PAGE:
It's been a terrible week. What should have been a World Cup first match win for England was only a draw because of a goalkeeping blunder. "Hand of clod" was the verdict of the tabloid front pages, as calls for the hapless goalie's removal grew louder than a chorus of vuvuzela horns.
But if you thought hysteria and hyperbole were features only of the nation's obsession with football, there was Universities UK president Steve Smith in a Sunday newspaper to prove you wrong.
It seems that "our universities are standing on the brink of catastrophe". This headline offered a bleak note with which to kick off the inaugural Universities Week (14-20 June), whose proclaimed aim is "to engage with the public about higher education's often unsung and unheard success stories". On recent showing, those stories are going to remain unheard behind the loud whining the sector is now becoming notorious for.
First there was Michael Arthur, head of the Russell Group and vice-chancellor of the University of Leeds, talking of "meltdown" and of cuts bringing "one of the world's greatest education systems ... to its knees". Now Professor Smith, vice-chancellor of the University of Exeter, tells the nation that "our world-class university system faces the real possibility of a funding 'valley of death'".
Nicola Dandridge, the UUK chief executive, later added to the dire warnings by saying that "if severe cuts are inflicted, there will be future real and lasting damage" to the sector.
At this rate, the government's "cynical strategy" of attacking the salaries paid to university heads in a bid to silence vice-chancellors on funding cuts might find itself winning a few supporters from some unusual quarters.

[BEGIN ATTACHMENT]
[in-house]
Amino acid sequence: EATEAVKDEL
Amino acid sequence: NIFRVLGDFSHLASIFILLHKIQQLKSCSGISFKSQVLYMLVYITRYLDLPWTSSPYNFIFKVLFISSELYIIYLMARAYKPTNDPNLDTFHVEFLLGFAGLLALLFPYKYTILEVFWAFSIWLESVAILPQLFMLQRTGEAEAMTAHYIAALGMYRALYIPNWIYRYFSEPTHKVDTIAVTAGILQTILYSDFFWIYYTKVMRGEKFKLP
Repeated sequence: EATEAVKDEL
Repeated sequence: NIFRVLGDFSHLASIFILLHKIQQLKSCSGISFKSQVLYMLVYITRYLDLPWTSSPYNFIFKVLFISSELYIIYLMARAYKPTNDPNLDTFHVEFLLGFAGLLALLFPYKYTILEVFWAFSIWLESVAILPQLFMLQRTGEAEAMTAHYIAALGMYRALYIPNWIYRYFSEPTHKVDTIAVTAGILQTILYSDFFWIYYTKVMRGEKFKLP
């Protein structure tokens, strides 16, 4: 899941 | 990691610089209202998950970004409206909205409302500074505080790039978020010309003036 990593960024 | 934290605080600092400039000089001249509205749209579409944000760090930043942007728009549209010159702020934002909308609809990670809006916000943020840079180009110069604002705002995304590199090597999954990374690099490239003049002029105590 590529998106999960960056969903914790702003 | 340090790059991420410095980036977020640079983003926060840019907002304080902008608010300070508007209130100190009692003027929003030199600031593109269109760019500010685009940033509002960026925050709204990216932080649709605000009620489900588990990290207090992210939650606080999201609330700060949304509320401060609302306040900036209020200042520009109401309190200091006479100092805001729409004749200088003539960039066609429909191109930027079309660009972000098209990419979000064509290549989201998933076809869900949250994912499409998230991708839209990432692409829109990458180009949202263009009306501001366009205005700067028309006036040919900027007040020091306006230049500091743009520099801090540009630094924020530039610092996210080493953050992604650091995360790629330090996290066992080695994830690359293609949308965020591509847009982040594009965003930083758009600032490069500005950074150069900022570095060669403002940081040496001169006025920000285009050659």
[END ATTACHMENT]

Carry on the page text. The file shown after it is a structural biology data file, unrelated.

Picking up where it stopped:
Of course university leaders should oppose the cuts, but surely that opposition should be more nuanced than just howls of protest. We know that the country's finances are in more of a mess than previously thought and deep public spending cuts are inevitable. So exhorting ministers to heed the future social and economic prosperity of the country at this stage is pretty pointless: it's like planning next Sunday's three-course dinner when you haven't got the money to pay for today's sandwich.
And protecting the student experience? That won't wash as a reason to spare the sector the axe. What are we protecting in the eyes of the public? The six or so contact hours a week before a degree of dubious value is awarded? That's the perception out there, and there's a big PR battle to be won before we will see taxpayers rallying to that call.
Let's stop saying why higher education should be spared and let's start really showing why it deserves to be. Universities do wonderful work, but so do hospitals and so do schools. Can we really, hand on heart, say that higher education deserves to be treated more benevolently? There are difficult decisions to be made, and not only by our politicians.
Vice-chancellors are there to lead institutions through good times and bad. We are in an era of cuts and redundancies, of tough calls and no easy answers. It is in these times that we will see their worth. If they fail to devise a realistic strategy for the future, then and only then will we really be on the brink of catastrophe.